Claude Debussy, born on August 22, 1862, is one of France’s greatest composer.
For many, he is the face of the impressionist movement, even though he himself rejected the term.
Debussy was not born into wealth or music, but he had the gift as early as the age of 10, entering the Conservatoire de Paris. He studied music there before eventually turning to the piano.
He developed his craft and style for the first few decades of his life, eventually finding international fame at the age of 40 when he completed his one and only opera (more on that later).
Debussy rejected many of the conventions of musical form that came before him. He was very much against the Wagnerian influence on music and outright rejected the classical symphony as an outdated and hence obsolete form.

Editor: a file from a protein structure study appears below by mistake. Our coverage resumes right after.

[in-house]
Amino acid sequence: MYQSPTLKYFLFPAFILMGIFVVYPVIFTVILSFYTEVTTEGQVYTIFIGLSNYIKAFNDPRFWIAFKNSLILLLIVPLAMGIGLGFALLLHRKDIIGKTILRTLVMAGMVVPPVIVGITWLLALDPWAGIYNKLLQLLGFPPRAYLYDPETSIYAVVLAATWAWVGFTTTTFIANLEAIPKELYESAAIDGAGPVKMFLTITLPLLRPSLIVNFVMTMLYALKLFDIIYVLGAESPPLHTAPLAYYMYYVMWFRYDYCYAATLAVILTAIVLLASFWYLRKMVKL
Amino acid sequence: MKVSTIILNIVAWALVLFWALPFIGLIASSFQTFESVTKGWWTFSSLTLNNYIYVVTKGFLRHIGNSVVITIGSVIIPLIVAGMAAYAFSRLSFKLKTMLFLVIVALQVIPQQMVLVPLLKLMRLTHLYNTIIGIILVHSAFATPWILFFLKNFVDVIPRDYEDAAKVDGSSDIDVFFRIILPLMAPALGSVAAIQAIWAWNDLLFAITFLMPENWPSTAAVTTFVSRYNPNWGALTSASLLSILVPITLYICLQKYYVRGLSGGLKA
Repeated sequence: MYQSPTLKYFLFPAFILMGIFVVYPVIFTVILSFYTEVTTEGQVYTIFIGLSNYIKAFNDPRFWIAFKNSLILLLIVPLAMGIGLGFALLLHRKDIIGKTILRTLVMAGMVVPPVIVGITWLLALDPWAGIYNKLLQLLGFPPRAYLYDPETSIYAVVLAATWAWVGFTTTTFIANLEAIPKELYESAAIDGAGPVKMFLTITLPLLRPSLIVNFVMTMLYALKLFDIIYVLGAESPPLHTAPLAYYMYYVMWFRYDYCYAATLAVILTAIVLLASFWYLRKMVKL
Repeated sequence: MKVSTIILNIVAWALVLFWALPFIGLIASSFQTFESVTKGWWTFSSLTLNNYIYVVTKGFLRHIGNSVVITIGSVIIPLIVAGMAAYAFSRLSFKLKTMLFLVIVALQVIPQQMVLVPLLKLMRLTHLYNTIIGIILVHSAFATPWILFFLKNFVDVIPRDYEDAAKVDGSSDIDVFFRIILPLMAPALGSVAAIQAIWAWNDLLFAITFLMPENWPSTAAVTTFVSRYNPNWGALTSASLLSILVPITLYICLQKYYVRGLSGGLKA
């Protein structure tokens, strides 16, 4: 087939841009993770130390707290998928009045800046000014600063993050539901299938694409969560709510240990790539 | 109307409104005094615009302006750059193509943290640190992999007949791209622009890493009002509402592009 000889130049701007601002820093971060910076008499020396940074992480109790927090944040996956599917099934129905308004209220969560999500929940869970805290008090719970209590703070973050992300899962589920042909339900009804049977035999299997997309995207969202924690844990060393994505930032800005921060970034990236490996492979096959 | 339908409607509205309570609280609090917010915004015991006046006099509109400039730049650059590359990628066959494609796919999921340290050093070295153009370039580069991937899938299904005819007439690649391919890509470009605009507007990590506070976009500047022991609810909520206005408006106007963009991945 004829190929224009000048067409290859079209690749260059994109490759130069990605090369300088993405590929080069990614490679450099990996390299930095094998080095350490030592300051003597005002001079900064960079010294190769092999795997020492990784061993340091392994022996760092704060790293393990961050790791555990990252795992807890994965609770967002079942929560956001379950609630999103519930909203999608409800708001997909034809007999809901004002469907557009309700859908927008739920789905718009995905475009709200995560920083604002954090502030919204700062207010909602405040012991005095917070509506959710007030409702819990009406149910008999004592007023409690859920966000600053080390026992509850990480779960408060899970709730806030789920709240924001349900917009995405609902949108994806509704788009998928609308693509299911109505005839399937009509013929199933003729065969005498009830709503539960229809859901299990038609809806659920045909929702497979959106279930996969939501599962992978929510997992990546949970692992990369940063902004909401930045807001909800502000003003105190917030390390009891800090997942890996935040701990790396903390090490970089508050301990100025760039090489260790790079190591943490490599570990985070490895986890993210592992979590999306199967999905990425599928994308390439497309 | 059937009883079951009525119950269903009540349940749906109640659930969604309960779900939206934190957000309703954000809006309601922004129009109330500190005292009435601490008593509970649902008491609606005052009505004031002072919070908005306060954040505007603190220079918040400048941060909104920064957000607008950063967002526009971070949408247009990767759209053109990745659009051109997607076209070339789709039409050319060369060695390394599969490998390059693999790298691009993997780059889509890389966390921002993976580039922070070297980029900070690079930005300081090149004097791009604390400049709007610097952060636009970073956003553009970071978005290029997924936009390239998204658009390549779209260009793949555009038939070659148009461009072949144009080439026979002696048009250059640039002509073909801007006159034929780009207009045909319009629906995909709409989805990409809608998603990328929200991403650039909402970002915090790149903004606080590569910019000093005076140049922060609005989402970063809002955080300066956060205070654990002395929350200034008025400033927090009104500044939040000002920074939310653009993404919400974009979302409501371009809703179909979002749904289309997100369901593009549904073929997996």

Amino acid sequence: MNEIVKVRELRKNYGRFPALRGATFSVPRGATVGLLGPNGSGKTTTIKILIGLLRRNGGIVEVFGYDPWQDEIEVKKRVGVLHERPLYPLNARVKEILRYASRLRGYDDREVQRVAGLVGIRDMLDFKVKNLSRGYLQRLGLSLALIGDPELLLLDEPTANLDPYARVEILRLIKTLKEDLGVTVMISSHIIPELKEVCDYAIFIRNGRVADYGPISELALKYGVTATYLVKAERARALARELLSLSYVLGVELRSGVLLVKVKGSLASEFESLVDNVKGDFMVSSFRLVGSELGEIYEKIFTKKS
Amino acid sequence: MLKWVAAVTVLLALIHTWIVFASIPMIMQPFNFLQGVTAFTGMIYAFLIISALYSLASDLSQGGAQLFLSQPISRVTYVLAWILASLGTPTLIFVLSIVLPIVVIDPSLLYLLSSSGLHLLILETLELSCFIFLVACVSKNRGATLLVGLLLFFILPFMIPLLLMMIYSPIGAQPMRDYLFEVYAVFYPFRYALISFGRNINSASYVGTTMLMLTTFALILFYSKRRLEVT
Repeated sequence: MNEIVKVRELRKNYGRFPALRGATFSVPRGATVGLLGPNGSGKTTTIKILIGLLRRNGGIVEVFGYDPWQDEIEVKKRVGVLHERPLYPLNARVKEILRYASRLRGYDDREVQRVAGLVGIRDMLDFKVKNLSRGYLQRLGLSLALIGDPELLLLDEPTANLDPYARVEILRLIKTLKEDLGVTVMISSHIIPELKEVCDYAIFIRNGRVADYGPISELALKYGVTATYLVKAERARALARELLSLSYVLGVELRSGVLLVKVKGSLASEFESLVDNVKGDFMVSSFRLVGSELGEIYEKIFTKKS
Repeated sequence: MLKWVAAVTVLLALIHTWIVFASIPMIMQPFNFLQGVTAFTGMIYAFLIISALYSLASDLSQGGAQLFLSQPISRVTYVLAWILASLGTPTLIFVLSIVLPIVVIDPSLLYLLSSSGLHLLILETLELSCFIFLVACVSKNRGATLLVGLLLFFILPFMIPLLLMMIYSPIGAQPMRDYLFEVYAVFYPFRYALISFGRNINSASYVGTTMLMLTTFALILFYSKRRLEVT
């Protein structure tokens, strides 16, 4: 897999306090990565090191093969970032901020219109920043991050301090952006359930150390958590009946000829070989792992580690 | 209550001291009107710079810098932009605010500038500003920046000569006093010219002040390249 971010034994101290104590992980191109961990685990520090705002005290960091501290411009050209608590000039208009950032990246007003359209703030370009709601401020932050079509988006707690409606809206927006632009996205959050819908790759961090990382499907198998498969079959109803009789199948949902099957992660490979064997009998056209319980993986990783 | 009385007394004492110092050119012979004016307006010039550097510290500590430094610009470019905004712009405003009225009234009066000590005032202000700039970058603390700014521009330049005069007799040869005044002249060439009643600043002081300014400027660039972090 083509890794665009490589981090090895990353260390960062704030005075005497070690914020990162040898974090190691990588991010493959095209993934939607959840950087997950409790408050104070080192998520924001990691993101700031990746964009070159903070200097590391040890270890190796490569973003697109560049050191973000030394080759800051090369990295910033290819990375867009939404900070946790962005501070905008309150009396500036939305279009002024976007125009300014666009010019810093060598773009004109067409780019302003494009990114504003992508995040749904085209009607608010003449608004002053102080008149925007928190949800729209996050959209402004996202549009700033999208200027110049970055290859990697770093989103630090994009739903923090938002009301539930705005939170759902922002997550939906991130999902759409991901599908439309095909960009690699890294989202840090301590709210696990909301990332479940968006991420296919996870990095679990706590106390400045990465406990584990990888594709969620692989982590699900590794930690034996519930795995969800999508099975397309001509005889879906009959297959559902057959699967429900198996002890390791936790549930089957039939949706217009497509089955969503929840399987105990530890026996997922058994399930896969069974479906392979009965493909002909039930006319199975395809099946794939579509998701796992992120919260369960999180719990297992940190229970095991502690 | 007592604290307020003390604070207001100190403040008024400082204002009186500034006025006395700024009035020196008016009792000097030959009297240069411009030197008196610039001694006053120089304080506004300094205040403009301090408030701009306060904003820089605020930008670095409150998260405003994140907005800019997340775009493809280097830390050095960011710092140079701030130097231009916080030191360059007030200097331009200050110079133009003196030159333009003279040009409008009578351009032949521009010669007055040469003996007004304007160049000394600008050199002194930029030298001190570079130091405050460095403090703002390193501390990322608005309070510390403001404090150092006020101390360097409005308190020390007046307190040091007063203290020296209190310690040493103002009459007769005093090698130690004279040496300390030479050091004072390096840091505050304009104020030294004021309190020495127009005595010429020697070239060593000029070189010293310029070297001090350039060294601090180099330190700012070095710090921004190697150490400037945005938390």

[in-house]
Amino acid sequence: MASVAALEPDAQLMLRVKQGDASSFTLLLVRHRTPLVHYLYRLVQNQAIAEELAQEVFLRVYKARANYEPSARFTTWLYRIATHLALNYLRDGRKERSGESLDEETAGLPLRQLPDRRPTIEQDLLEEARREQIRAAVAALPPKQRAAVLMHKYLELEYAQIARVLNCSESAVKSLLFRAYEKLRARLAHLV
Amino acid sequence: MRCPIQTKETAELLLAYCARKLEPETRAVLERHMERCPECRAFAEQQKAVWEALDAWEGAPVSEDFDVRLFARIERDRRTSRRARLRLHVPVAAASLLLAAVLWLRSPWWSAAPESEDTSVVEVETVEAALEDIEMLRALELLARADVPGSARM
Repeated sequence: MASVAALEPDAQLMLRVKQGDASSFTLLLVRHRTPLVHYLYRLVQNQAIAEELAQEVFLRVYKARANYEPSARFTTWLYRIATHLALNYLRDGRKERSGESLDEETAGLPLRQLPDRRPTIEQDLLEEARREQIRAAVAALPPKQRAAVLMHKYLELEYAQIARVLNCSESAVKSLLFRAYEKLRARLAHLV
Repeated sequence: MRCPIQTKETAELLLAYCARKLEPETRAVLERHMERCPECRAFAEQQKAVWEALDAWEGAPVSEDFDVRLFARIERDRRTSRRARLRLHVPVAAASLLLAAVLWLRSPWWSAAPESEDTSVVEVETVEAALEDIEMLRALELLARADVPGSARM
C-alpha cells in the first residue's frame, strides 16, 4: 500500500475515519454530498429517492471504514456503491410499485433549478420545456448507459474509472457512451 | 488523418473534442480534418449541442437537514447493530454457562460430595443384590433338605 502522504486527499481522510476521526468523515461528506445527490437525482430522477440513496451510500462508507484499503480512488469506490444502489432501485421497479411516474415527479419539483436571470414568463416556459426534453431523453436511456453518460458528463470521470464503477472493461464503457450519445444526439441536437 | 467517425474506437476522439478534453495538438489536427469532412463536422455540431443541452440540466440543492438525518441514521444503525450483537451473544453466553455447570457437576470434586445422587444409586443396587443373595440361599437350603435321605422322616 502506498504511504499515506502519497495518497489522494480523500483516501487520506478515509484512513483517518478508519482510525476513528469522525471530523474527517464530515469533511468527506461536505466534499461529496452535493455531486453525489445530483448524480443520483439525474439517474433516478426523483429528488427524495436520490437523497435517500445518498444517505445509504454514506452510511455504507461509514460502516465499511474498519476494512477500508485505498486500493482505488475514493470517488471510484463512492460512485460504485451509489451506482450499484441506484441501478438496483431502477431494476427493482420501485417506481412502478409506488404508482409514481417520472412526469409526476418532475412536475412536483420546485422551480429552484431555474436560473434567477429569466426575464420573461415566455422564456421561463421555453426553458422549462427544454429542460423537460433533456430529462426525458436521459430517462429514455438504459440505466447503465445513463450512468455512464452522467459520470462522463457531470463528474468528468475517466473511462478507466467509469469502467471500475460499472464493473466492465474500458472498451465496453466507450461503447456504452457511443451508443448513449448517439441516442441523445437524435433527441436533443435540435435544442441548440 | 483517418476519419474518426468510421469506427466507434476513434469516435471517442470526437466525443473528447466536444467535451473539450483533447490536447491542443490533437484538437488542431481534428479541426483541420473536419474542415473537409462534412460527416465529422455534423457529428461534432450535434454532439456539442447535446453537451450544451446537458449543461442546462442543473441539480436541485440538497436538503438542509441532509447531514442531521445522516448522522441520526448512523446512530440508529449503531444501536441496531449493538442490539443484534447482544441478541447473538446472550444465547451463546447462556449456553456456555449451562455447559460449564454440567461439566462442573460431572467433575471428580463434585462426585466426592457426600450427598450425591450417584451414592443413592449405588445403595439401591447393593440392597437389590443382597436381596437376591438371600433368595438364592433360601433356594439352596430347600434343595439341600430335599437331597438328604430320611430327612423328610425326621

Unfortunately, he didn’t live all that long, dying of cancer at the age of 55. His legacy is a massive one, his harmonic style influencing many composers thereafter.
Debussy created a number of great orchestral and piano masterworks throughout his career. But in the world of opera, his reputation is tied to one work – “Pelléas et Mélisande.” And what a work it is.
The five-act masterpiece is renowned for its unique structure, connecting scenes in a manner that is whimsical and rhapsodic. The opera itself is void of arias and set pieces, the work feeling more like a conglomeration between sung and recited texted.
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Watch and Listen
Take a gander at “Pelléas et Mélisande.” This rendition is led by legendary French conductor Pierre Boulez.